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Relocated and Restored: Connecticut Home of a Revolutionary War Hero Available for $2M

Few homes boast a connection to an American war hero. Fewer still have also been dismantled, moved, and rebuilt in an entirely new location.

But that’s what happened to one-half of this beautiful residence in Lyme, CT. It’s now available for $1,975,000.

The dwelling on a lot of 6.71 acres is made up of two adjoined homes from the 1760s, one of which was the residence of John Mansfield, a lieutenant in the Revolutionary War.

“John Mansfield was a Revolutionary War hero of sorts,” says listing agent Paul Smyth, of William Pitt Sotheby’s International Realty. “He led the charge, which was desperate, at the Battle of Yorktown. His group broke through the brigade and won the Battle of Yorktown, which was pivotal.”

Historic house avoids demolition

Mansfield’s former home stood in Wallingford, CT, for a couple of centuries before it was relocated about 30 miles east, to Lyme.

Backing up a bit, current owner Rick Butt bought a historic Colonial residence on the Lyme property back in the 1980s.

A lover of historic homes, he kept his Colonial historically accurate. He and his now-deceased wife were also keen do-it-yourselfers, Smyth says.

About 25 years ago, word came down that the Mansfield House was going to meet the wrecking ball.

“An opportunity came about to acquire the residence of John Mansfield,” says Smyth. “The home had to be taken down from the lot it was on, and these folks had a real interest in doing that.”

“The Mansfield House was one of the most important homes in town,” says Butt. “It was once located next to a library and had to be moved. It was picked up and put on a different lot that was a nonconforming lot, so [local officials] determined the house had to be destroyed. We decided to step in at that point. We had already moved a barn from New Hampshire, so we knew what we had to do.”

John Mansfield Home

Moving the house

So Butt took on the task of moving the house to Lyme and merging it with his historic Colonial home.

“I have every nail that was made by blacksmiths that was in that house,” Butt says. “The timbers I moved myself in my pickup truck. I had it moved to my own foundation.

“Once we got the framing done, the house itself was stood up in a day. I had a crane put the roof rafters on, but after that, I did the whole house myself. I reproduced the fireplace,” he continues. “There was one that was angled, so I made one like that. It’s pretty intact. The original house has four fireplaces and I added five, so there are nine total.

“If I had to do it all again today, I don’t think there are building materials that would be available,” he says.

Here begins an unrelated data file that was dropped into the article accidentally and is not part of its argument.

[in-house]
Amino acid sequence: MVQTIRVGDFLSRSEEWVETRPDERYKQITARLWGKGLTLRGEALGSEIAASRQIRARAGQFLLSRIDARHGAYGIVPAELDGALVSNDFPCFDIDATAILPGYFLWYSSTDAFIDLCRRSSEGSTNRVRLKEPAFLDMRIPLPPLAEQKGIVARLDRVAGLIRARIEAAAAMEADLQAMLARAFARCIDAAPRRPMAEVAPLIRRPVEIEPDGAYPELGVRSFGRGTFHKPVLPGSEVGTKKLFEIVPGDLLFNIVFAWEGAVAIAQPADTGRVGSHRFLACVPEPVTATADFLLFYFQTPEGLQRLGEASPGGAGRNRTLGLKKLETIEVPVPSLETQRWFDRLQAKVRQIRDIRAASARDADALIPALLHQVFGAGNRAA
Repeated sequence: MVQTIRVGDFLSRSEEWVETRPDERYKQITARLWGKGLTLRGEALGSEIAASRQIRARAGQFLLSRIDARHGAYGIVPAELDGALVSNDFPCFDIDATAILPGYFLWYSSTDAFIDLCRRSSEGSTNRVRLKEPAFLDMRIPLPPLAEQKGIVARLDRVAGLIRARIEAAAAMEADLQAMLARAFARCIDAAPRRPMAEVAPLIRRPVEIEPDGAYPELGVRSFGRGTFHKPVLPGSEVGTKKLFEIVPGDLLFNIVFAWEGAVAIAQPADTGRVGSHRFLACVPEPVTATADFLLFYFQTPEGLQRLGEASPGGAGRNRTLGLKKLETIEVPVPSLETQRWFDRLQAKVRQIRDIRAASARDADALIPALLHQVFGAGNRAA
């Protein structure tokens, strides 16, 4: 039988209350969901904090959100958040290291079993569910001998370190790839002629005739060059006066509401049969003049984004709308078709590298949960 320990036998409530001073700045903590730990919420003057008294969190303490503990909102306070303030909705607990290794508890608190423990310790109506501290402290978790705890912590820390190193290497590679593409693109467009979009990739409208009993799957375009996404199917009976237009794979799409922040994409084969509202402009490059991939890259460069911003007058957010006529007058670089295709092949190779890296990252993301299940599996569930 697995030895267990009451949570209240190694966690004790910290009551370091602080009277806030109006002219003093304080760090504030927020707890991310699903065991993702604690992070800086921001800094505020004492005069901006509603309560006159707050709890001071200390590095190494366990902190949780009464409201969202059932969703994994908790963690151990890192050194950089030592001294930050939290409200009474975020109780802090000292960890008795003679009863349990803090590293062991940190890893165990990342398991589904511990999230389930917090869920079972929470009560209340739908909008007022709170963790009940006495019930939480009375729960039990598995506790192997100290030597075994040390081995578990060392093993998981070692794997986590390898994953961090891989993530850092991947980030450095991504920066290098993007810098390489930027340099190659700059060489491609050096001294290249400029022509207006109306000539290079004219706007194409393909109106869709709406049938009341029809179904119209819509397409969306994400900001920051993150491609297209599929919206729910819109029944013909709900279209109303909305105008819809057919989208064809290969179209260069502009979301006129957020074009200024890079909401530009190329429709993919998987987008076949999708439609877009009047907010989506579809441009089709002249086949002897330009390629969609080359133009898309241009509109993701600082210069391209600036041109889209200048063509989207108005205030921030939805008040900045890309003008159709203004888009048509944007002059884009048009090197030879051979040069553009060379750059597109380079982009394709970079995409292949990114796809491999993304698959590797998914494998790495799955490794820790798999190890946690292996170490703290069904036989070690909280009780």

Unifying the homes

Butt devised an ingenious design to attach the Mansfield home to his existing Colonial. He created a connection in a common kitchen area with a two-story ceiling and arched windows—and managed to match up the two architecturally distinctive homes without creating a “Frankenhouse.”

“The Mansfield home is a center-chimney Colonial and the other is a center-hallway gambrel Colonial. That’s the fascinating thing about it. Projects like this don’t happen overnight. It took many years to get to where it is now,” says Smyth.


Dining area


Butt, who also has a passion for architectural artifacts, incorporated many of the vintage touches into the historic transformation. For example, the two-story windows are from Middlebury College and the 18th-century walnut staircase comes from a barn in Maine.

Today, the 5,536-square-foot home has five bedrooms and 3.5 bathrooms. The original home was built into an embankment with access to the outdoors from both the main and upper levels. You can access the kitchen from the lower level of the Mansfield property, which also houses a tavern room, home office, and exercise room.

A staircase in the kitchen connects the first floor of the Mansfield home to the second floor of the original house. The primary suite is located in the main house, and there is another bedroom suite on the upper level of the Mansfield home where you will also find a music room, library, and main parlor.


A passion for historic homes

“I really wanted to preserve the past,” Butt says of this massive undertaking. “I used to hate to see historic properties just bulldozed. I’m an engineer and an investor, and my motto is ‘Almost perfect.’ This home is almost perfect.”

He had also relocated the post-and-beam barn currently on the property from the White Mountains of New Hampshire two or three years prior to undertaking the Mansfield project.

It now serves as a garage with upper levels for storage.

Since his wife has passed on, Butt is now thinking of relocating to New York City.

“It’s not an easy house to leave with so many memories and having built this home, but it’s time to move on,” he says.

Historic home


Historic interior

The post Relocated and Restored: Connecticut Home of a Revolutionary War Hero Available for $2M appeared first on Real Estate News & Insights |®.

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